# What occurs at the atomic level when two batteries are connected in series, resulting in their voltages being added together?

I know that this is a trivial question for most of you, but I do not understand why the voltages get added together when two batteries/voltaic cells are connected in series. I know that is the rule and I've been told the water analogy, but I would like to understand it directly. I think the crux of my confusion is what happens at the connection between the negative terminal of the first battery when it is connected to the positive terminal of the second battery. When only dealing with one voltaic cell in a complete circuit, with a potential difference of 3V across the terminals/electrodes, electrons move from a region of higher potential energy (negative electrode) to one of lower potential energy (positive electrode) and lose potential energy while doing so. With that in mind, I thought that the same thing would happen when connecting the batteries in series. Electrons flow from the negative terminal of the first battery to the positive terminal of the second battery, and electrons flow from the negative terminal of the second battery to the positive terminal of the first battery. The electrons went from 0V at the negative terminals to 3V at the positive terminal so it seems to me that the voltage was 3V throughout. I know this is wrong and I think that I'm supposed to ignore the connection between the batteries and just take it as a new battery with a greater potential difference across its terminal but I would like to understand it fully.

My understanding for a single voltaic cell: In an example voltaic cell, a solid strip of zinc is placed in a $$\ce{Zn(NO3)2}$$ solution to form a half-cell. A solid strip of copper placed in a $$\ce{Cu(NO3)2}$$ solution forms a second half-cell. The strips act as electrodes, conductive surfaces through which electrons can enter or leave the half-cells. Each metal strip reaches equilibrium with its ions in solution according to these half-reactions:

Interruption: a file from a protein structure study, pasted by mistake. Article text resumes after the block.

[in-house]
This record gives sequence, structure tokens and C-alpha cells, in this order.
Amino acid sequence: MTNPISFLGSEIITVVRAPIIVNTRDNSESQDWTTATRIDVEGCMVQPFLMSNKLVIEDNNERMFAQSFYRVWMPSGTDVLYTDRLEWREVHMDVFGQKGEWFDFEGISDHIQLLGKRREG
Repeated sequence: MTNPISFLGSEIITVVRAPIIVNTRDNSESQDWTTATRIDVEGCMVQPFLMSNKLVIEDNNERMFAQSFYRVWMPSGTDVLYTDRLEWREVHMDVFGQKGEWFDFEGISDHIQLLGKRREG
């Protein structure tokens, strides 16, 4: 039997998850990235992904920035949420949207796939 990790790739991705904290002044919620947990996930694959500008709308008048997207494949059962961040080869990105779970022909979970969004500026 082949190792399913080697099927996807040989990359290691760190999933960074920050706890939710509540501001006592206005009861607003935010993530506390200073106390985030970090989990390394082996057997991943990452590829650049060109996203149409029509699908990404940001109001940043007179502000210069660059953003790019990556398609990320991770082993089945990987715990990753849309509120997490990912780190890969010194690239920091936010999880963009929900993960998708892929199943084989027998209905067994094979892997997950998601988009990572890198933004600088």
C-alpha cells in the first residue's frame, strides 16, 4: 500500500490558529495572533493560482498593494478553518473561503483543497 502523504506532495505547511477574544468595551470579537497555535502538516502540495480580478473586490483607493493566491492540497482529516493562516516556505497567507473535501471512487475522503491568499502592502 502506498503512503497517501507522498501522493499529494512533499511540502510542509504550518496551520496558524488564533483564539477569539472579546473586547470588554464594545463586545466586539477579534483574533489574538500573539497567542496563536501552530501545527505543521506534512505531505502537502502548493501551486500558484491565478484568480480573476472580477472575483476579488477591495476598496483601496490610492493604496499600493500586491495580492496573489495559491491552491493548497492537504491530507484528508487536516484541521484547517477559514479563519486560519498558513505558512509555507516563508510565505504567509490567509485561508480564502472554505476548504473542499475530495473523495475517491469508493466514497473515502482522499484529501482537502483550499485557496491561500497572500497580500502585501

$$\ce{Zn(s) <=> Zn^2+ (aq) + 2 e^-}$$

$$\ce{Cu(s) <=> Cu^2+(aq) + 2 e^-}$$

However, the position of these equilibria is not the same for both metals. Zinc has a greater tendency to ionize than copper, so the zinc half-reaction lies further to the right. As a result, the zinc electrode becomes negatively charged relative to the copper electrode.

If the two half-cells are connected by a wire running from the zinc——through a lightbulb or other electrical device——to the copper, electrons spontaneously flow from the zinc electrode (which is more negatively charged, and therefore, repels electrons) to the copper electrode. As the electrons flow away from the zinc electrode, the $$\ce{Zn/Zn^2+}$$ equilibrium shifts to the right (according to Le Châtelier’s principle) and oxidation occurs. As electrons flow to the copper electrode, the $$\ce{Cu/Cu^2+}$$ equilibrium shifts to the left, and reduction occurs. The flowing electrons constitute an electrical current that lights the bulb. The electrical current is driven by a difference in potential energy (caused by an electric field resulting from the charge difference on the two electrodes).

• The question is sort of backwards here. The concept of voltage is constructed such that voltages can be trivially added. I think you really want to start from there and ask what kind of quantity is required in order for that property to hold.
– Zhe
Commented Jun 11 at 17:31

1. The voltages are added only in the ideal case of open circuit (in the example given in OP, lightbulb having a very large resistance), so that the reactions can reach near equilibrium.